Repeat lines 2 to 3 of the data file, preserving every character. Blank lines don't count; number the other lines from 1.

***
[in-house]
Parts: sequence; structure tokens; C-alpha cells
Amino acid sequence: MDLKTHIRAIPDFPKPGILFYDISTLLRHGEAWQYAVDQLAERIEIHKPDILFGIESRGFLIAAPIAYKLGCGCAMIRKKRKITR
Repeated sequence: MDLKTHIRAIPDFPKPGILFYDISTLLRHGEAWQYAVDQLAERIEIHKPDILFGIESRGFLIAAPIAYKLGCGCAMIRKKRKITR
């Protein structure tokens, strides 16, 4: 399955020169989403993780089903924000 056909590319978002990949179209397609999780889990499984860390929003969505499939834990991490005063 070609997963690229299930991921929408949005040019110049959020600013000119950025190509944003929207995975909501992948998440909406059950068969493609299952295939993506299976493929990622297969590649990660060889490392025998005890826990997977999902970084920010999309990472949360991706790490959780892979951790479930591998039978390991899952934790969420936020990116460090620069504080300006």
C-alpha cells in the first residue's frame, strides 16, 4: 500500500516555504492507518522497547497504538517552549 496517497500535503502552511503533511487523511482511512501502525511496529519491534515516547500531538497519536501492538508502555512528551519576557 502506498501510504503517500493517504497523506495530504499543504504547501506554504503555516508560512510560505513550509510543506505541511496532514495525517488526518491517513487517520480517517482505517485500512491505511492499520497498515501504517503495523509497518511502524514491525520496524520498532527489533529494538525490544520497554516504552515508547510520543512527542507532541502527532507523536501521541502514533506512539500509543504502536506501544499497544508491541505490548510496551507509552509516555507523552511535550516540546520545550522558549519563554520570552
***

Parts: sequence; structure tokens; C-alpha cells
Amino acid sequence: MDLKTHIRAIPDFPKPGILFYDISTLLRHGEAWQYAVDQLAERIEIHKPDILFGIESRGFLIAAPIAYKLGCGCAMIRKKRKITR